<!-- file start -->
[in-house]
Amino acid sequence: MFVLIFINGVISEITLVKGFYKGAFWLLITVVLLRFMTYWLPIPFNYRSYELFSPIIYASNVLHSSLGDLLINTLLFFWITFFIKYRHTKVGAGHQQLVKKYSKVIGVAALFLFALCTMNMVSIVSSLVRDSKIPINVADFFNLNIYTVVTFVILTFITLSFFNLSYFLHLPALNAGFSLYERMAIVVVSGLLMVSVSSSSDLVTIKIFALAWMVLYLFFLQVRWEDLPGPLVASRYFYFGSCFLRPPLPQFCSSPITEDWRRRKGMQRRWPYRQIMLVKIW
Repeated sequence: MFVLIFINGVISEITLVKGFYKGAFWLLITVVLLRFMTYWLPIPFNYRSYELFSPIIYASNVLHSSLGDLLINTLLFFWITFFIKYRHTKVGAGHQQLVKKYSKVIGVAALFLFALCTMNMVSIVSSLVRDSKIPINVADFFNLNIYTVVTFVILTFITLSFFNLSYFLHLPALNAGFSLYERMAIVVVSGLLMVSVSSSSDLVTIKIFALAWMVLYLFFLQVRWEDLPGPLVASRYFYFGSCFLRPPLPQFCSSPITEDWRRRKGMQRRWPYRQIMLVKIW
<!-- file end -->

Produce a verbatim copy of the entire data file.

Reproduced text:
[in-house]
Amino acid sequence: MFVLIFINGVISEITLVKGFYKGAFWLLITVVLLRFMTYWLPIPFNYRSYELFSPIIYASNVLHSSLGDLLINTLLFFWITFFIKYRHTKVGAGHQQLVKKYSKVIGVAALFLFALCTMNMVSIVSSLVRDSKIPINVADFFNLNIYTVVTFVILTFITLSFFNLSYFLHLPALNAGFSLYERMAIVVVSGLLMVSVSSSSDLVTIKIFALAWMVLYLFFLQVRWEDLPGPLVASRYFYFGSCFLRPPLPQFCSSPITEDWRRRKGMQRRWPYRQIMLVKIW
Repeated sequence: MFVLIFINGVISEITLVKGFYKGAFWLLITVVLLRFMTYWLPIPFNYRSYELFSPIIYASNVLHSSLGDLLINTLLFFWITFFIKYRHTKVGAGHQQLVKKYSKVIGVAALFLFALCTMNMVSIVSSLVRDSKIPINVADFFNLNIYTVVTFVILTFITLSFFNLSYFLHLPALNAGFSLYERMAIVVVSGLLMVSVSSSSDLVTIKIFALAWMVLYLFFLQVRWEDLPGPLVASRYFYFGSCFLRPPLPQFCSSPITEDWRRRKGMQRRWPYRQIMLVKIW